The Prodigal Tongue: The love–hate relationship between British and American English

Lynne Murphy (London: Oneworld, 2019), 360pp, £9.99
ISBN 978 1 78 607497 3

Reviewed by Sara Donaldson


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Are we really separated by a common language?

Lynne Murphy is a professor in linguistics at the University of Sussex, has spoken at SfEP conferences and has a marvellous blog called, surprisingly enough, ‘Separated by a Common Language’. If you’ve heard her talk at a conference, or spoken to her, you’ll know she’s funny, intelligent and unafraid to point out the elephant in the room. After 20 years in the UK she’s perfectly situated to see things from both an American and British perspective. And she’s retained her sense of humour.

The Prodigal Tongue isn’t for the stuffy, pedantic lover of language; it’s for those of us who value language as an ever-changing beast. Lynne shows how cognitive bias, novelty bias and confirmation bias (‘the tendency to notice things that help support our preconceptions’) can lead to misconceptions and that our view on language can be just plain wrong. She digs deep into linguistic history and shows that often what are seen as Americanisms are far from it. If you don’t believe her there are three little quizzes at the end of the book – try them before you start reading!

She dives into the everyday and the stereotypical views of language, how slang has jumped back and forth across the Atlantic and even how Chitty Chitty Bang Bang is partly to blame. Even the horrendous turn of phrase ‘would of’ is mentioned.

As you can imagine, if you’ve heard Lynne speak or read her blog, this is anything but a boring, scholarly linguistic tome. Her look at euphemism had me snorting coffee and the four pages dedicated to ‘poo places’ is just too good.

She looks at accents, scrutinises pronunciation and regional differences, and even uses a banana bread recipe to show the differences in the written language (it also made me hungry). Stylistic preferences from both Britain and America are also shown by looking at obituaries of Prince from a variety of newspapers. More interesting than it probably sounds, to be honest.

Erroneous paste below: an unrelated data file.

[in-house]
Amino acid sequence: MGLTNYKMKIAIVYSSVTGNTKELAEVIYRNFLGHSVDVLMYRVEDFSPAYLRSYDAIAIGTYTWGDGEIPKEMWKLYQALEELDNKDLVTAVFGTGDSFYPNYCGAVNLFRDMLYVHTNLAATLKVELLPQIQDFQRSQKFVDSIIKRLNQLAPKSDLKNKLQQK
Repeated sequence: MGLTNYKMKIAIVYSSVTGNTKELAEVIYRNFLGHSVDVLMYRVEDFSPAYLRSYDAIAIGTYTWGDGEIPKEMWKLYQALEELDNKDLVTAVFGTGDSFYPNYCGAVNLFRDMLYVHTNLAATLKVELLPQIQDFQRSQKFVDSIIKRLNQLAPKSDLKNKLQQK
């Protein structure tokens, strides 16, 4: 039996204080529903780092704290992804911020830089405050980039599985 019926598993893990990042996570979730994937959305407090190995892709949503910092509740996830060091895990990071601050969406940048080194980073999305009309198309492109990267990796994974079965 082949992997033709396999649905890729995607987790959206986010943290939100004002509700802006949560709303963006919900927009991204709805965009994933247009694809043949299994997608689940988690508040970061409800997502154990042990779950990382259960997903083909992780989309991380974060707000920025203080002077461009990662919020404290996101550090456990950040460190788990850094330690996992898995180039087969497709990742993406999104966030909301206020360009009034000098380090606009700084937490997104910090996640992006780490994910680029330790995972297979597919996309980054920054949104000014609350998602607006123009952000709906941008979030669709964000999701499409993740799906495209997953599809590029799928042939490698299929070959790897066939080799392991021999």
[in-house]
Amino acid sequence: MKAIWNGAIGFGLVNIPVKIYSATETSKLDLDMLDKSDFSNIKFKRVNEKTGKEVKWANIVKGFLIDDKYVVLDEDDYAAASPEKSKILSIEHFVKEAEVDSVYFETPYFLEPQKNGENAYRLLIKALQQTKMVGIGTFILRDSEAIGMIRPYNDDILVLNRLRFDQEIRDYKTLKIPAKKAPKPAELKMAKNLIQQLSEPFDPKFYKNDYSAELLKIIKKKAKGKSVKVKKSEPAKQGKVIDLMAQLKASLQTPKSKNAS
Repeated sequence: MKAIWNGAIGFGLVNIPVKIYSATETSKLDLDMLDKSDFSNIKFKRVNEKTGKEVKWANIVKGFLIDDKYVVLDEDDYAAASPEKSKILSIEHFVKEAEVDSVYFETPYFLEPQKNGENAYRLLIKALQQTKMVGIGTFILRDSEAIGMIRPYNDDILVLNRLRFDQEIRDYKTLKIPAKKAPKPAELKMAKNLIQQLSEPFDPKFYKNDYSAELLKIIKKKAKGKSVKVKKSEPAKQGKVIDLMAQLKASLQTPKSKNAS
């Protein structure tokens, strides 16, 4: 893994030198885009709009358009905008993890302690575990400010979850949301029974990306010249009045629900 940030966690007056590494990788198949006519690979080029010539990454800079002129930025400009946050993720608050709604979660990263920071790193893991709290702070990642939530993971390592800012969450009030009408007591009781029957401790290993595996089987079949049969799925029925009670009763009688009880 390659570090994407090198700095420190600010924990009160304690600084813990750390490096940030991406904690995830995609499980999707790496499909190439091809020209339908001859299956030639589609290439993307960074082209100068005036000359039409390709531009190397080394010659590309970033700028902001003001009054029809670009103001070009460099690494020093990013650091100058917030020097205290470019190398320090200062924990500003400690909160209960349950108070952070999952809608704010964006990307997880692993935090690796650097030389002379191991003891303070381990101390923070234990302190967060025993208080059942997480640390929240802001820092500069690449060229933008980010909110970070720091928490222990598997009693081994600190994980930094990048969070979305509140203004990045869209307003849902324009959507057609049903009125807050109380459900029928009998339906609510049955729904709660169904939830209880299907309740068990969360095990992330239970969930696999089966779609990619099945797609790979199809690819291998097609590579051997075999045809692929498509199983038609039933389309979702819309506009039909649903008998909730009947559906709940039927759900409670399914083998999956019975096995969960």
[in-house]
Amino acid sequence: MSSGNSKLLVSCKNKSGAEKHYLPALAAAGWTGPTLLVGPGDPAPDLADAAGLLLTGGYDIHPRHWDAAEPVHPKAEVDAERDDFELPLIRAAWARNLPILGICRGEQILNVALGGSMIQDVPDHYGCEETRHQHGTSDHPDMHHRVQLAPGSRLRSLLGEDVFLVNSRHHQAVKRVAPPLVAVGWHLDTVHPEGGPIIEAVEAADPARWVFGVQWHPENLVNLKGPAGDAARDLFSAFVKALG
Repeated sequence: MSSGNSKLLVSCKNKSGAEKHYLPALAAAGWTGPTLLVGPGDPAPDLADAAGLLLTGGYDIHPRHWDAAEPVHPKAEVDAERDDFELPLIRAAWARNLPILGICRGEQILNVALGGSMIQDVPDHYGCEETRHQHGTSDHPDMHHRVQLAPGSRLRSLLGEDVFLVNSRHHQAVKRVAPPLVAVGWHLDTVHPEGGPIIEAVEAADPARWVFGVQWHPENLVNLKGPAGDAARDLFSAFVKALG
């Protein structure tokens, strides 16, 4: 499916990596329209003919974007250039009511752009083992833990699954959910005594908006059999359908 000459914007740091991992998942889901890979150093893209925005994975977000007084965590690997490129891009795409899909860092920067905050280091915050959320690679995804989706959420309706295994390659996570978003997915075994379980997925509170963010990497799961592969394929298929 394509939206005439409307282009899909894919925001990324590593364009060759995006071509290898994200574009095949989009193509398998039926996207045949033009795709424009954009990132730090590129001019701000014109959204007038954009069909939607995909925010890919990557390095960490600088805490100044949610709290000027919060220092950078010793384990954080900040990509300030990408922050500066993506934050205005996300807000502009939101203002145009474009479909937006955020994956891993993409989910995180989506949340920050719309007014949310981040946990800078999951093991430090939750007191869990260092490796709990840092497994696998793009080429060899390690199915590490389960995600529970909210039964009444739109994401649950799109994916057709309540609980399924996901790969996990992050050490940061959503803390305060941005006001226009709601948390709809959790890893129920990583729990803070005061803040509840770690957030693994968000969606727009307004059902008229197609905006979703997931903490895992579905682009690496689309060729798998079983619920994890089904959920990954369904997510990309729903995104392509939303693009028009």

Of course, the distance between our two lands comes up as one reason why our languages are so different – we merge our language with the language of our surroundings and those around us. Not surprisingly, American English is scattered with Native American words, as well as words from other early European settlers. But Lynne looks more closely at why our languages are not so different after all.

It’s like a transatlantic game of ping-pong with linguistic properties being batted to and fro.

She addresses the idea that many Americanisms are rooted in good old-fashioned English, and her deep dive into punctuation is admirable. Regionalisms rub shoulders with dialect, Elizabethan English stands beside Victorian language, and the comparisons between the emergence of Creole and Afrikaans is fascinating.

Want to know why we say ‘herb’ and our American cousins say ‘erb’? It’s in this book. Should you pronounce it ‘skedule’ or ‘schedule’? It’s in here too. The -ise or -ize problem is also looked into in detail. For the insistent copy editor (or copyeditor or copy-editor) there’s a whole chapter on logical nonsense, which includes a discussion on verbing (which, by the way, I love).

Trying to review this book in so few words is difficult. It’s jam-packed full of the most interesting wordy information. Every page is a joy to read (honestly, it is). And you know what? Read this book and I’ll reckon you might win a pub quiz or two … well a virtual pub quiz for now, I suppose.

In the end, Lynne says, ‘Our Englishes will continue to grow and change in ways that bring us together’. I hope so.

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